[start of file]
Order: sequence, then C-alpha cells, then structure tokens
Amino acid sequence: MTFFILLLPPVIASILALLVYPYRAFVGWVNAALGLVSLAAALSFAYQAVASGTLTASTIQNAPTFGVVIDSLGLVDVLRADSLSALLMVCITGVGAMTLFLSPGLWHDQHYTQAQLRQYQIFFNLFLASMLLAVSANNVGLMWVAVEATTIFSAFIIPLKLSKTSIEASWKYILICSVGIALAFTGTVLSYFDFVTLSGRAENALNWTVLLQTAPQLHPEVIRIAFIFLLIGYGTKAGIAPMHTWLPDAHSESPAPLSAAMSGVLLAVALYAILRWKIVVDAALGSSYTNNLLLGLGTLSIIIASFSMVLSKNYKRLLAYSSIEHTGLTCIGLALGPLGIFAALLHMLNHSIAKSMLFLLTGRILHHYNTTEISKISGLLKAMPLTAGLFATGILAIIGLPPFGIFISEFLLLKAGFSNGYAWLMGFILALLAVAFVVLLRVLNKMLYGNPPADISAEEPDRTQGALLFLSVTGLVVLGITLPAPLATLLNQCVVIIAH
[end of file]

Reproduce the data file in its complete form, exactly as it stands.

Order: sequence, then C-alpha cells, then structure tokens
Amino acid sequence: MTFFILLLPPVIASILALLVYPYRAFVGWVNAALGLVSLAAALSFAYQAVASGTLTASTIQNAPTFGVVIDSLGLVDVLRADSLSALLMVCITGVGAMTLFLSPGLWHDQHYTQAQLRQYQIFFNLFLASMLLAVSANNVGLMWVAVEATTIFSAFIIPLKLSKTSIEASWKYILICSVGIALAFTGTVLSYFDFVTLSGRAENALNWTVLLQTAPQLHPEVIRIAFIFLLIGYGTKAGIAPMHTWLPDAHSESPAPLSAAMSGVLLAVALYAILRWKIVVDAALGSSYTNNLLLGLGTLSIIIASFSMVLSKNYKRLLAYSSIEHTGLTCIGLALGPLGIFAALLHMLNHSIAKSMLFLLTGRILHHYNTTEISKISGLLKAMPLTAGLFATGILAIIGLPPFGIFISEFLLLKAGFSNGYAWLMGFILALLAVAFVVLLRVLNKMLYGNPPADISAEEPDRTQGALLFLSVTGLVVLGITLPAPLATLLNQCVVIIAH